11 May 2012

Variations of the porter's chair

Marinni's LiveJournal blog contains some truly impressive compilations of photos; one post last month covered the topic of porter's chairs.  Here are a half-dozen examples from her assemblage of over a hundred photos of chairs and their portrayal in paintings.

The conventional style of a porter's chair is to have wings on the sides and a canopy top, as shown above or in this Louis XVI example:

The style reportedly originated in medieval England or northern Europe, for use by the porter of the house, who would sit near the front door to greet visitors.  The lateral wings supposedly protected the porter from drafts.  Some versions had a lateral apparatus where the porter could place his lantern.

Some of chairs (perhaps the carved oak one above, certainly the one below, had a drawer beneath the seat into which could be placed a heating element such as coals or perhaps a warming iron.

Here is a Regency period example:

Later versions came with removable tops - which begs the question as to why a top was needed in the first place.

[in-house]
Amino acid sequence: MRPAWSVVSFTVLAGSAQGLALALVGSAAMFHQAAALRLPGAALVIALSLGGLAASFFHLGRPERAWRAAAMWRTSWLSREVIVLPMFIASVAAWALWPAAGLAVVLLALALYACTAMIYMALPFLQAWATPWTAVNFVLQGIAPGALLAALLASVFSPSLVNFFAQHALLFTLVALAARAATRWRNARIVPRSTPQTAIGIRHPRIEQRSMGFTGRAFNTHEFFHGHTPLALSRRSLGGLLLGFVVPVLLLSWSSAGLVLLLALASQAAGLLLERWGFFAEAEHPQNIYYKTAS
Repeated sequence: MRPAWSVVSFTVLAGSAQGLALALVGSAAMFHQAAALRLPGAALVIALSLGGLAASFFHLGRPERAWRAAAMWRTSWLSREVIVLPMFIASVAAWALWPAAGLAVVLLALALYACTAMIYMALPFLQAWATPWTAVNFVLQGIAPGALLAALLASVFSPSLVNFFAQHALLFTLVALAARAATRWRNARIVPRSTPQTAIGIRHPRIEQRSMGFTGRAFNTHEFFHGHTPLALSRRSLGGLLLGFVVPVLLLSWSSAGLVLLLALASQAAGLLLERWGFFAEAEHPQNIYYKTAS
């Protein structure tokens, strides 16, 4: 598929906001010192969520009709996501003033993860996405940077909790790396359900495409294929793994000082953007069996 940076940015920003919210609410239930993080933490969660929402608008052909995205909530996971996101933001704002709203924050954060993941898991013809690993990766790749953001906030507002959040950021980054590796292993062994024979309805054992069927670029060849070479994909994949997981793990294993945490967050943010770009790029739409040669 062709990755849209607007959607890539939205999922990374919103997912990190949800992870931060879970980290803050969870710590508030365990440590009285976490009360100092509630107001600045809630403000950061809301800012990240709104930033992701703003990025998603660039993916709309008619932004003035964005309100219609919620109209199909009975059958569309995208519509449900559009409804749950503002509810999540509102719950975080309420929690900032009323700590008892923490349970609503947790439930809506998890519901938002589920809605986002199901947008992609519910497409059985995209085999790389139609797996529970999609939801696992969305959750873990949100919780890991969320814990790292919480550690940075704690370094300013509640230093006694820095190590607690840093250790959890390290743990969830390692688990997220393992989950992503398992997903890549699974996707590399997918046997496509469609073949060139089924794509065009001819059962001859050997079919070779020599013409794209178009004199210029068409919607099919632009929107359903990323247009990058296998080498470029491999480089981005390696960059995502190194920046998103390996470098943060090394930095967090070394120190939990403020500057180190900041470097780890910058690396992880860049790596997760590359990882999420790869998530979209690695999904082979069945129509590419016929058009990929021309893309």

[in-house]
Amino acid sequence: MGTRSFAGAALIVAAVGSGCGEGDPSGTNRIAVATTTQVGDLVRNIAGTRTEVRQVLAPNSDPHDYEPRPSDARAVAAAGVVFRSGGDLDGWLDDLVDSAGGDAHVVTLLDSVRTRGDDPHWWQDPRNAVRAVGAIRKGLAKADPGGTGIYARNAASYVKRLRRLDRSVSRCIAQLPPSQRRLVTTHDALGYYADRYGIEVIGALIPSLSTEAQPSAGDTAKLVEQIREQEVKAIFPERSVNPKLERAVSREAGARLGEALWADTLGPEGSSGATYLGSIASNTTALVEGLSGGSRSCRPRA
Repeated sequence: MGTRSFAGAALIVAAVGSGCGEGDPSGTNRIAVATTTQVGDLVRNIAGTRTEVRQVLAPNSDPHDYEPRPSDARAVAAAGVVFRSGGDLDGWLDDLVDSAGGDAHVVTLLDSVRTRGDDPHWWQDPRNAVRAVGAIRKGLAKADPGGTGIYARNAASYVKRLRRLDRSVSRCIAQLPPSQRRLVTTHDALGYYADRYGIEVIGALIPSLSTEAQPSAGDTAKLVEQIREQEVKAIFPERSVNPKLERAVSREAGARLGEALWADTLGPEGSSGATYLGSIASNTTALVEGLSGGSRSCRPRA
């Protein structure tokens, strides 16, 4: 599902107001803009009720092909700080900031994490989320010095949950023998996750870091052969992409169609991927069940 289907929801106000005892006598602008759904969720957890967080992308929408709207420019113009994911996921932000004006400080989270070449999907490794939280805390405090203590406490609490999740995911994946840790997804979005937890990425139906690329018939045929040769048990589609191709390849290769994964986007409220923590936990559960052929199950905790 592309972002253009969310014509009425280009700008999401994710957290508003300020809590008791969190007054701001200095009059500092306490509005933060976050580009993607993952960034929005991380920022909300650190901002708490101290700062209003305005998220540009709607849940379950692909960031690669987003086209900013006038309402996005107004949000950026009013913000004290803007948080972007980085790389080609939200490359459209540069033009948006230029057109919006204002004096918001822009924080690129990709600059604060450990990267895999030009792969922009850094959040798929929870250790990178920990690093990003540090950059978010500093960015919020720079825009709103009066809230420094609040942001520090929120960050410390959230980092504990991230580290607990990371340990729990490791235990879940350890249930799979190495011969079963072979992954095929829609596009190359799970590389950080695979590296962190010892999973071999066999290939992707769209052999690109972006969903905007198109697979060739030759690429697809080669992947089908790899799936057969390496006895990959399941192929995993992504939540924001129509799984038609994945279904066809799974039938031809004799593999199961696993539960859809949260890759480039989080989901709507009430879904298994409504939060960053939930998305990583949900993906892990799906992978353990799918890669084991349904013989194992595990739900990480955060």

The latest incarnations are wicker or cane garden and beach chairs, where the top now may offer some sunblocker effect -

- and the latticework sides provide only a partial windblocking effect.

Very interesting.  You learn something every day.

Photo credits at the bottom of the source link.


  1. Fascinating. Definitely something new for me. I instantly realized that someday I'm going to have to get some type of porter's chair for my house. I like their uniqueness.

  2. That Regency chair is absolutely stunning, a work of art.

    It also looks as though it has a removable top, BTW. At any rate, the top isn't of a piece with the rest of the chair. Look at where the top meets the chair the right of the photo at the front.

  3. I could visualize a porter's in my box at the opera house. It would capture sound sort of like a band shell in reverse.

  4. Finally, the mystery of a piece of furniture in my house is solved! Purchased for the amount of "if you can haul it away, it's yours" from a flea market, The Chair in question looks to be from the 1950's or 60's, but I never knew what to call it. We simply called ours "The Chair". Sitting in it is comforting, due to the covered top.
    They are great conversation pieces to say the least.

  5. I wonder if the removable tops were to facilitate moving the furniture through cramped houses. It could be very difficult to get them up a staircase that turns with the top in place. I've heard that some traditional wardrobes were designed to be easily disassembled for the same reason.


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